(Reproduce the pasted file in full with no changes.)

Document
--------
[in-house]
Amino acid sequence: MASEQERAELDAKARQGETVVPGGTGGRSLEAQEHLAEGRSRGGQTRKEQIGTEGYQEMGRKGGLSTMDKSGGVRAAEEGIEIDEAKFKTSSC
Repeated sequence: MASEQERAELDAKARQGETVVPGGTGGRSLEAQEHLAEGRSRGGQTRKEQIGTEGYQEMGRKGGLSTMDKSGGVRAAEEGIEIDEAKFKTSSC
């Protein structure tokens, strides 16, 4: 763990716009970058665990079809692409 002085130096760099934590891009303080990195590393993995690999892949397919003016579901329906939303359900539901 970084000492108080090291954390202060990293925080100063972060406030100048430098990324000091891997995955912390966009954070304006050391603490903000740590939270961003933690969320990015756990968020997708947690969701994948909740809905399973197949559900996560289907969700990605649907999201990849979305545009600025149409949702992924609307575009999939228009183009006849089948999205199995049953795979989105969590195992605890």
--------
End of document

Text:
[in-house]
Amino acid sequence: MASEQERAELDAKARQGETVVPGGTGGRSLEAQEHLAEGRSRGGQTRKEQIGTEGYQEMGRKGGLSTMDKSGGVRAAEEGIEIDEAKFKTSSC
Repeated sequence: MASEQERAELDAKARQGETVVPGGTGGRSLEAQEHLAEGRSRGGQTRKEQIGTEGYQEMGRKGGLSTMDKSGGVRAAEEGIEIDEAKFKTSSC
């Protein structure tokens, strides 16, 4: 763990716009970058665990079809692409 002085130096760099934590891009303080990195590393993995690999892949397919003016579901329906939303359900539901 970084000492108080090291954390202060990293925080100063972060406030100048430098990324000091891997995955912390966009954070304006050391603490903000740590939270961003933690969320990015756990968020997708947690969701994948909740809905399973197949559900996560289907969700990605649907999201990849979305545009600025149409949702992924609307575009999939228009183009006849089948999205199995049953795979989105969590195992605890």